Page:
While Brazilian rosewood remains the standard wood for comparing sounds made by guitars, many musicians choose the Tasmanian or Australian Blackwood as their guitar tonewood. The sounds and tones these guitars make is “sweet,” and distinct. It is different from the Brazilian rosewood tone, and adds a certain beauty and nuance to the tune and sound of the instrument.
African blackwood is denser and harder than either ebony or Brazilian rosewood. It is perhaps the ultimate wood for power, clarity, punch, and harmonic complexity. It has a tight, but robust sound; powerful and crisp; a dark bell-like overtone with a slow response. onally, it is not as deep as Brazilian rosewood, and not as tight as mahogany. It has a straight grain, and very fine texture with an oily surface. Strikingly different from other rosewoods in that it is black in color, and often with sapwood showing up in the guitar pattern.
Australian Blackwood - A Fantastic Guitar Back and Side Guitar Wood
Other names by which people know the Australian Blackwood are the Tasmanian Blackwood and Acacia Blackwood. Its scientific name is Acacia melanoxylon, and it is a native of Eastern Australian and Tasmania. However, farmers have introduced the wood to some parts of South America, Southern Asia, and Africa over several the years.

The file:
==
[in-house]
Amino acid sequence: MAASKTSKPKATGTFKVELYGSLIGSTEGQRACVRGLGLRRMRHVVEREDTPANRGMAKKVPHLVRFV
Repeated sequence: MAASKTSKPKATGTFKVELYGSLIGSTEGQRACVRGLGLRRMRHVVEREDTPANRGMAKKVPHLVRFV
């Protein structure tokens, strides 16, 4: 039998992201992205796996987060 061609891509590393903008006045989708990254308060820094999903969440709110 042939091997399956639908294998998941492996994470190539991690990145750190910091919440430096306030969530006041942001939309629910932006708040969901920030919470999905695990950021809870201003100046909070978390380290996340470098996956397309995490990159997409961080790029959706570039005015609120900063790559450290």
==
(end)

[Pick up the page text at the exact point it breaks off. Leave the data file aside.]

The trees usually grows to a height of 65-100 ft and can be 2-3 ft in diameter at the trunk. The color varies drastically, but it tends to be a medium reddish-brown or golden wood. This makes it look similar to Mahogany and Koa wood in some of the pattering and texture, but it is usually substantially darker and the tonal characteristics can be different and distinct. The bands tend to appear in contrasting colors with the growth rings, and may have ribbon-like streaks. Some boards can have curly grain with wavy designs, but this is very rare.
The texture of the grain is fine most of the time, but may be medium in some cases. The wood is moderately durable and resistant to decay. However, it can be susceptible to insect attacks if not kept away from harmful parasitic insects that feed on wood.
The good thing about the Australian Blackwood is that it is highly workable using hand and machine tools. However, its noted that the more figured piece can be more challenging to work with. The wood looks visually stunning when finished with a high gloss finish.
History with Building Guitars
Since this tree is a close relative of the Koa wood, which has been around for many years and has been considered a highly desirable tonewood for crafting guitars for the past five decades, there is a high possibility that people have used the Australian Blackwood to make guitars for at least three decades.
Why It’s Good for Guitar Building
This wood is very similar to the Hawaiian Koa wood and the sound and tone can be similar on occasion, with a meaty blend of the sound Mahogany tonewoods produce. This makes it ideal for making guitars. Moreover, it has no distinctive odor, and it offers amazing value for its durability.
The Australian Blackwood possesses moderate rot resistant in nature, and susceptible to insect attacks. However, with varnish and proper maintenance, the wood can look remain amazing looking for many generations. Also, if you are looking for a tonewood that does not cause allergies, then this is one of the best options for you.